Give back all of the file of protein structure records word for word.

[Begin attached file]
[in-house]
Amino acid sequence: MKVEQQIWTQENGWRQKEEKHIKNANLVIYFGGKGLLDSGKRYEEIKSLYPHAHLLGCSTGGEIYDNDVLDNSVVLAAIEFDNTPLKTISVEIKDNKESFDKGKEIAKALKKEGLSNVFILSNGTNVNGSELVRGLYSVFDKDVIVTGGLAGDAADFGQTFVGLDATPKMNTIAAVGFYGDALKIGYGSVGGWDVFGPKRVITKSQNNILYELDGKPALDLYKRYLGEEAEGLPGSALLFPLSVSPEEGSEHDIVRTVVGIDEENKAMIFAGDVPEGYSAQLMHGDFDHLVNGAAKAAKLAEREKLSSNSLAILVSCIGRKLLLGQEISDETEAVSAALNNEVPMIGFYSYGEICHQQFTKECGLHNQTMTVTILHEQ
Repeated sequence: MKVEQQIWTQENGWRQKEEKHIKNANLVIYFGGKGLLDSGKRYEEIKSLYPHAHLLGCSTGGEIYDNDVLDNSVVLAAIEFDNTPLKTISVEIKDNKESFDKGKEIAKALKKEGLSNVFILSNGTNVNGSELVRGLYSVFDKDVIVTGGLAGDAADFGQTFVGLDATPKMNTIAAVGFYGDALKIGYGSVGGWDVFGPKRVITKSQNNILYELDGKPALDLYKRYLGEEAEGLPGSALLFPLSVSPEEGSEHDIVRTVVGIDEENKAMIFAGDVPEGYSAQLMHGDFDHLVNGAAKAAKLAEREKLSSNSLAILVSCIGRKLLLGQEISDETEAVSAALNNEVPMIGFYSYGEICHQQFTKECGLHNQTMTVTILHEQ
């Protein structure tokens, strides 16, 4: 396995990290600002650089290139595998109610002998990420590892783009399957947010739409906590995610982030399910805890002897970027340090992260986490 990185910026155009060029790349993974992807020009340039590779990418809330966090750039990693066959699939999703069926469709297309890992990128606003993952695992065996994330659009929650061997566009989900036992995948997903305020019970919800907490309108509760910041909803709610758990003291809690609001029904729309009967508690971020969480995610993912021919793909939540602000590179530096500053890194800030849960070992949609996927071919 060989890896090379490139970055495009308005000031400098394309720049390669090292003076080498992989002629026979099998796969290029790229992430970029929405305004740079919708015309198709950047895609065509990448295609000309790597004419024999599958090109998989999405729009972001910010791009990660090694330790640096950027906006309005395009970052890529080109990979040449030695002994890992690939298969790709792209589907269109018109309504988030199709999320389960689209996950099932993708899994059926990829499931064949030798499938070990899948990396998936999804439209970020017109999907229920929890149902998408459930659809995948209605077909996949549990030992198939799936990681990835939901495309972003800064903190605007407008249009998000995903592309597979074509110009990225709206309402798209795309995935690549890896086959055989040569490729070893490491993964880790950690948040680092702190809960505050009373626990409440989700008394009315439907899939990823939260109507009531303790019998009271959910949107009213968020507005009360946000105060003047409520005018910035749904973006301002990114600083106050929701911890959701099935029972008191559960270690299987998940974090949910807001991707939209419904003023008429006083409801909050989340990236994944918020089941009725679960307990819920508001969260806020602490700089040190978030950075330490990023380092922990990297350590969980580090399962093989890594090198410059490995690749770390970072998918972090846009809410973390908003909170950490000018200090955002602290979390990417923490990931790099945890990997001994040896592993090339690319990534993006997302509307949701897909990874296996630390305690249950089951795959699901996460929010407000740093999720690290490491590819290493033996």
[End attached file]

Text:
[in-house]
Amino acid sequence: MKVEQQIWTQENGWRQKEEKHIKNANLVIYFGGKGLLDSGKRYEEIKSLYPHAHLLGCSTGGEIYDNDVLDNSVVLAAIEFDNTPLKTISVEIKDNKESFDKGKEIAKALKKEGLSNVFILSNGTNVNGSELVRGLYSVFDKDVIVTGGLAGDAADFGQTFVGLDATPKMNTIAAVGFYGDALKIGYGSVGGWDVFGPKRVITKSQNNILYELDGKPALDLYKRYLGEEAEGLPGSALLFPLSVSPEEGSEHDIVRTVVGIDEENKAMIFAGDVPEGYSAQLMHGDFDHLVNGAAKAAKLAEREKLSSNSLAILVSCIGRKLLLGQEISDETEAVSAALNNEVPMIGFYSYGEICHQQFTKECGLHNQTMTVTILHEQ
Repeated sequence: MKVEQQIWTQENGWRQKEEKHIKNANLVIYFGGKGLLDSGKRYEEIKSLYPHAHLLGCSTGGEIYDNDVLDNSVVLAAIEFDNTPLKTISVEIKDNKESFDKGKEIAKALKKEGLSNVFILSNGTNVNGSELVRGLYSVFDKDVIVTGGLAGDAADFGQTFVGLDATPKMNTIAAVGFYGDALKIGYGSVGGWDVFGPKRVITKSQNNILYELDGKPALDLYKRYLGEEAEGLPGSALLFPLSVSPEEGSEHDIVRTVVGIDEENKAMIFAGDVPEGYSAQLMHGDFDHLVNGAAKAAKLAEREKLSSNSLAILVSCIGRKLLLGQEISDETEAVSAALNNEVPMIGFYSYGEICHQQFTKECGLHNQTMTVTILHEQ
């Protein structure tokens, strides 16, 4: 396995990290600002650089290139595998109610002998990420590892783009399957947010739409906590995610982030399910805890002897970027340090992260986490 990185910026155009060029790349993974992807020009340039590779990418809330966090750039990693066959699939999703069926469709297309890992990128606003993952695992065996994330659009929650061997566009989900036992995948997903305020019970919800907490309108509760910041909803709610758990003291809690609001029904729309009967508690971020969480995610993912021919793909939540602000590179530096500053890194800030849960070992949609996927071919 060989890896090379490139970055495009308005000031400098394309720049390669090292003076080498992989002629026979099998796969290029790229992430970029929405305004740079919708015309198709950047895609065509990448295609000309790597004419024999599958090109998989999405729009972001910010791009990660090694330790640096950027906006309005395009970052890529080109990979040449030695002994890992690939298969790709792209589907269109018109309504988030199709999320389960689209996950099932993708899994059926990829499931064949030798499938070990899948990396998936999804439209970020017109999907229920929890149902998408459930659809995948209605077909996949549990030992198939799936990681990835939901495309972003800064903190605007407008249009998000995903592309597979074509110009990225709206309402798209795309995935690549890896086959055989040569490729070893490491993964880790950690948040680092702190809960505050009373626990409440989700008394009315439907899939990823939260109507009531303790019998009271959910949107009213968020507005009360946000105060003047409520005018910035749904973006301002990114600083106050929701911890959701099935029972008191559960270690299987998940974090949910807001991707939209419904003023008429006083409801909050989340990236994944918020089941009725679960307990819920508001969260806020602490700089040190978030950075330490990023380092922990990297350590969980580090399962093989890594090198410059490995690749770390970072998918972090846009809410973390908003909170950490000018200090955002602290979390990417923490990931790099945890990997001994040896592993090339690319990534993006997302509307949701897909990874296996630390305690249950089951795959699901996460929010407000740093999720690290490491590819290493033996």